Discover the 5 Largest Rabbits Hopping Around The United States

Written by Katelynn Sobus
Updated: June 20, 2023
© Stephen Clarke/Shutterstock.com
Share this post on:

Advertisement


Most of us see tiny rabbits hopping around our backyards or local parks. Rabbits are small animals, and seeing large ones is relatively rare. But what are the largest rabbits hopping around the United States, and where can we find them?

The two largest wild rabbits in the United States are the Antelope Jackrabbit and the Black-Tailed Jackrabbit. Some of the largest pet rabbits in the states are the Continental Giant, Flemish Giant, and Blanc de Bouscat.

In this article, we’ll talk about the five largest rabbits in the U.S., their sizes, where to find them, and more!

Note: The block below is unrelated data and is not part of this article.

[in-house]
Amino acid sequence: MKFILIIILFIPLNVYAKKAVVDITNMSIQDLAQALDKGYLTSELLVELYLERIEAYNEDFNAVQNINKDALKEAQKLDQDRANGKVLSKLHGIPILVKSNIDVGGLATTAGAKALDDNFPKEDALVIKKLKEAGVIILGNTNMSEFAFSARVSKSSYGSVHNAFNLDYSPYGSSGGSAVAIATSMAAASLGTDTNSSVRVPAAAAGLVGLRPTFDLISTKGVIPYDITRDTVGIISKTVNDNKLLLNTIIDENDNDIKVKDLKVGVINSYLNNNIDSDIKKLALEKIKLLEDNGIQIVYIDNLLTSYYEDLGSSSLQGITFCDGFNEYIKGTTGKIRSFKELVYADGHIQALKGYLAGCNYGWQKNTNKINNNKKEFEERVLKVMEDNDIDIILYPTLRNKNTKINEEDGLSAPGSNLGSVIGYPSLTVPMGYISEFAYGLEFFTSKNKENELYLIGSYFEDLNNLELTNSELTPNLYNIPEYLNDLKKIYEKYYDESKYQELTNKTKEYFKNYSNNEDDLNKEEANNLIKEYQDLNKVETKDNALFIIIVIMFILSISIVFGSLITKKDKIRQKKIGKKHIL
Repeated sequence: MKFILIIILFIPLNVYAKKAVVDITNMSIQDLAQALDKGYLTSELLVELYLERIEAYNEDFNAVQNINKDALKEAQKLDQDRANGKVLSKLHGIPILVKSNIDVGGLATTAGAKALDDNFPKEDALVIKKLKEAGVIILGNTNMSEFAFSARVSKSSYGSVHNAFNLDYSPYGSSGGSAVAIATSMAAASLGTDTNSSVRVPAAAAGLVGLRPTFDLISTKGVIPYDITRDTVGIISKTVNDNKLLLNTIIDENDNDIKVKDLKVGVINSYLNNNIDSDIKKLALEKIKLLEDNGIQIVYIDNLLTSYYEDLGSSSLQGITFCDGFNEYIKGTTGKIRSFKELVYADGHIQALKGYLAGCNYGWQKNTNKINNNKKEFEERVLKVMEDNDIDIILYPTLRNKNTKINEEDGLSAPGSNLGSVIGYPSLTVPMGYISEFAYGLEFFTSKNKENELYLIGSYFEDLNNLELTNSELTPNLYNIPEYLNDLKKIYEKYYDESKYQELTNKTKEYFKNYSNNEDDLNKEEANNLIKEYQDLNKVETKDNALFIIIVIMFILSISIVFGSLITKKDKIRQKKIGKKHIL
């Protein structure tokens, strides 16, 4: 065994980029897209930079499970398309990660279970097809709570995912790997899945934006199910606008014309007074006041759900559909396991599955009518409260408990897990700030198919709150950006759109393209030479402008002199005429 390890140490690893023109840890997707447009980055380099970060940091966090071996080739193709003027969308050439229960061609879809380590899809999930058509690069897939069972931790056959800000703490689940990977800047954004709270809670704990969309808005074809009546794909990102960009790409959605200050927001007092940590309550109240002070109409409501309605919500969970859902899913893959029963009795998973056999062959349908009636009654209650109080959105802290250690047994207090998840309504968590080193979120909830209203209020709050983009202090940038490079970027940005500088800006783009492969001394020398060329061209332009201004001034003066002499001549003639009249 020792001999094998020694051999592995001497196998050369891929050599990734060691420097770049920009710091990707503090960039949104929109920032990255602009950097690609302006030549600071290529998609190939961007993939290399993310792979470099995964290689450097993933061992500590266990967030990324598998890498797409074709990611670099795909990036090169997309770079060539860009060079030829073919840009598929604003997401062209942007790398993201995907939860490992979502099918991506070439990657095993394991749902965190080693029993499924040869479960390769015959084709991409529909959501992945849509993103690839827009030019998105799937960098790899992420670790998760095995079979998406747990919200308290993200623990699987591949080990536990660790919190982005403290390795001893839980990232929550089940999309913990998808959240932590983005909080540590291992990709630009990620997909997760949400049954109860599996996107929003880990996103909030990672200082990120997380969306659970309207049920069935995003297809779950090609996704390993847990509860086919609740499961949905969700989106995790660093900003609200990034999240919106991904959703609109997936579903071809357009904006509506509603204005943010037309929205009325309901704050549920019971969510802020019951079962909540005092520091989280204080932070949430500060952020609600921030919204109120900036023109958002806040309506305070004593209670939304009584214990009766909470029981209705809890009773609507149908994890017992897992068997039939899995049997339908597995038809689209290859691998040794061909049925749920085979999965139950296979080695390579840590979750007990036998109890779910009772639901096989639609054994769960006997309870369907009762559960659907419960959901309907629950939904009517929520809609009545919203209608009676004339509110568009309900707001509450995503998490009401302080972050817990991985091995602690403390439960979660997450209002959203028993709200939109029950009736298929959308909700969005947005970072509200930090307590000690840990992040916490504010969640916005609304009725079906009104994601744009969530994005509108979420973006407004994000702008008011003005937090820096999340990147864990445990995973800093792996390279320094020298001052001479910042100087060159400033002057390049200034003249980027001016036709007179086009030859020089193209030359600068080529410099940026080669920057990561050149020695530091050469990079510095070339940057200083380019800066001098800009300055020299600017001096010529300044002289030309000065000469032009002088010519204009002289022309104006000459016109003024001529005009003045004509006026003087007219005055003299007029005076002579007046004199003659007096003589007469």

940 People Couldn't Ace This Quiz

Think You Can?
Amazing Desert Animals: Antelope Jackrabbit
Antelope Jackrabbits are named for their white undersides, which are similar to antelopes.

©Vincent Pro Photo/Shutterstock.com

1. Antelope Jackrabbit

Antelope Jackrabbits have long ears and legs. They’re tan-brown with white undersides. These buns are typically found along the Pacific border of Mexico and the southern United States. They also live in Arizona, primarily in the Sonoran Desert.

Most active during dawn and dusk, you might also see an Antelope Jackrabbit out and about on cloudy days or at night. They’re solitary animals that eat plant matter, such as grass and cacti. They especially enjoy succulent plants because they don’t drink water but instead get it from their food.